DDOT plans to reconfigure the intersection of Florida Avenue and Vermont Avenue to slow traffic turning from southbound Florida Avenue to Vermont Avenue. Currently, the intersection is designed like a highway ramp for southbound traffic. The new design will force motorists to make a sharper right turn, which will cause them to slow down. This reduces the chance that a pedestrian will suffer severe injury or death if struck while crossing the street.
New bike lanes, bike boxes, and sharrows
The new street will receive bike lanes in some stretches and sharrows in others. DDOT will also implement some of its new bike practices here. The agency will place bike boxes on Florida Avenue at Vermont Avenue to aid turning and merging movements. A new southbound bike lane on Vermont Avenue will connect the Florida Avenue bike lanes with the V Street lane, which stretches to the foot of Adams Morgan 10 blocks west.
The District is now starting to paint green bike lanes to help differentiate the lanes from regular street lanes. The agency will apply the same treatment to assist cyclists who wish to continue on Florida Avenue beyond Sherman Avenue.
More trees, less impervious pavement
The proposal calls for adding 57 street trees, one of the most notable visual and environmental changes. At the first community meeting a year ago, DDOT planner Gabriela Vega noted that her agency was under a mandate to increase the District's tree canopy.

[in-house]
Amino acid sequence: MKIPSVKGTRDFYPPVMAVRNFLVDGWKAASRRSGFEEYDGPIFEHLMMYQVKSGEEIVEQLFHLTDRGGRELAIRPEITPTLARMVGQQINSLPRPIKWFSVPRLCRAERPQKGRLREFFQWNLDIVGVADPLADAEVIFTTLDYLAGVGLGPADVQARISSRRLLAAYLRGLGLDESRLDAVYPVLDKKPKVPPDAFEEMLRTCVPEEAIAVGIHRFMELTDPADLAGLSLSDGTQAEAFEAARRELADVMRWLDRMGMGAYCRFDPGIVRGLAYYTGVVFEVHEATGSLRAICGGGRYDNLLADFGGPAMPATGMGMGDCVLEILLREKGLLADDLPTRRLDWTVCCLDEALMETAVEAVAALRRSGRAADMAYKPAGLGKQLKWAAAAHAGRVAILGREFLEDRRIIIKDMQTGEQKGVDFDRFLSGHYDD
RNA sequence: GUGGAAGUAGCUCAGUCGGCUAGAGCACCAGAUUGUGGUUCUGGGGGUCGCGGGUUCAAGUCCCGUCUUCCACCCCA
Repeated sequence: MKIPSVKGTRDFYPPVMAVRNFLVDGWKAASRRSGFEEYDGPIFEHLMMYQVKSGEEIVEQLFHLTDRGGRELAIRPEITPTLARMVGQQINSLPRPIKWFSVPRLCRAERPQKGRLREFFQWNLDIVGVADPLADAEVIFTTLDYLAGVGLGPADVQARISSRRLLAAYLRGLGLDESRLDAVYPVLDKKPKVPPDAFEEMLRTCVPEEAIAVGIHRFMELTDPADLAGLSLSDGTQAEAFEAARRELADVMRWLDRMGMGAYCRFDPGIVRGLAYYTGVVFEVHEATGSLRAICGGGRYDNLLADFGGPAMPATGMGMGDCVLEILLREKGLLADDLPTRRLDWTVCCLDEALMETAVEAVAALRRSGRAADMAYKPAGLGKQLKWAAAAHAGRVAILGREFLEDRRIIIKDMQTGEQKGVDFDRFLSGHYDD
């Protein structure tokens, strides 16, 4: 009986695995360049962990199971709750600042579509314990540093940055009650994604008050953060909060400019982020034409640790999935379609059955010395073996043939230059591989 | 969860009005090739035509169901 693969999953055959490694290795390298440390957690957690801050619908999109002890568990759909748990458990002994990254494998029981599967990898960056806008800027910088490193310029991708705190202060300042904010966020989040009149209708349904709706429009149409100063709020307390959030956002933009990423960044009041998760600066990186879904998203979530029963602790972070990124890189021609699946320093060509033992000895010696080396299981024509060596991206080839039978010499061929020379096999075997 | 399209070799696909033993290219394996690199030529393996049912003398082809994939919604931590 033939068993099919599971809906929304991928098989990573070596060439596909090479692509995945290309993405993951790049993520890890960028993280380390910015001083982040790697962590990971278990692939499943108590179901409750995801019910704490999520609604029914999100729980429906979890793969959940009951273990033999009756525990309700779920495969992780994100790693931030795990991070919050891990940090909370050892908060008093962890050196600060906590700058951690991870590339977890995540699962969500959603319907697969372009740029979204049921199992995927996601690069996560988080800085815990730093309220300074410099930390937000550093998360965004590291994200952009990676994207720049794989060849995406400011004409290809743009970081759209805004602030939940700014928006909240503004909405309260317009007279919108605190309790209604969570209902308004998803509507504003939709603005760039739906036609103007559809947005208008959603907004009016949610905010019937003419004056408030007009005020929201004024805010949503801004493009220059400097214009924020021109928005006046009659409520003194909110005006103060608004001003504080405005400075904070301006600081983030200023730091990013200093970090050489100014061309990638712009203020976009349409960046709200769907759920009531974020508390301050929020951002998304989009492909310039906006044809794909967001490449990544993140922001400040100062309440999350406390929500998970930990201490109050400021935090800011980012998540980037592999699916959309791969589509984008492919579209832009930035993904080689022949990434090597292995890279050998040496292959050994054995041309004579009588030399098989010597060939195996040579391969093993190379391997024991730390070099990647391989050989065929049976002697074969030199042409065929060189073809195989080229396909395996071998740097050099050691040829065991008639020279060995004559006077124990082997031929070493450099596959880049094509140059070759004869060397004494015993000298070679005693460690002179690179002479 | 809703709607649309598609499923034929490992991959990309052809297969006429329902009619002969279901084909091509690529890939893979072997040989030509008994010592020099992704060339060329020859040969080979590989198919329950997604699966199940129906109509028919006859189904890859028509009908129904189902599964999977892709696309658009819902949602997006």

Trees reduce the urban heat island effect, raise property values, and reduce stormwater flow into the sewers. Converting some of the asphalt pavement into grassy planting strips and medians will help the soil absorb rainwater and reduce the pressure on the combined sewer system.
Reducing stormwater volume is especially important in light of recent storms that caused minor flooding in one of the condo buildings on Florida Avenue. This section of Florida Avenue drains to the Northeast Boundary Tunnel, the massive century-old combined sewer that has backed up and caused flooding several times this summer in the LeDroit Park and Bloomingdale neighborhoods.
In their conversations with DDOT, residents suggested adding a median with street trees and planting strips along the curbs. In response, DDOT plans to widen the sidewalks, many of which are too narrow for wheelchairs today, and add planting strips to both sides of the street. A tree-studded median will stretch from Vermont Avenue to W Street.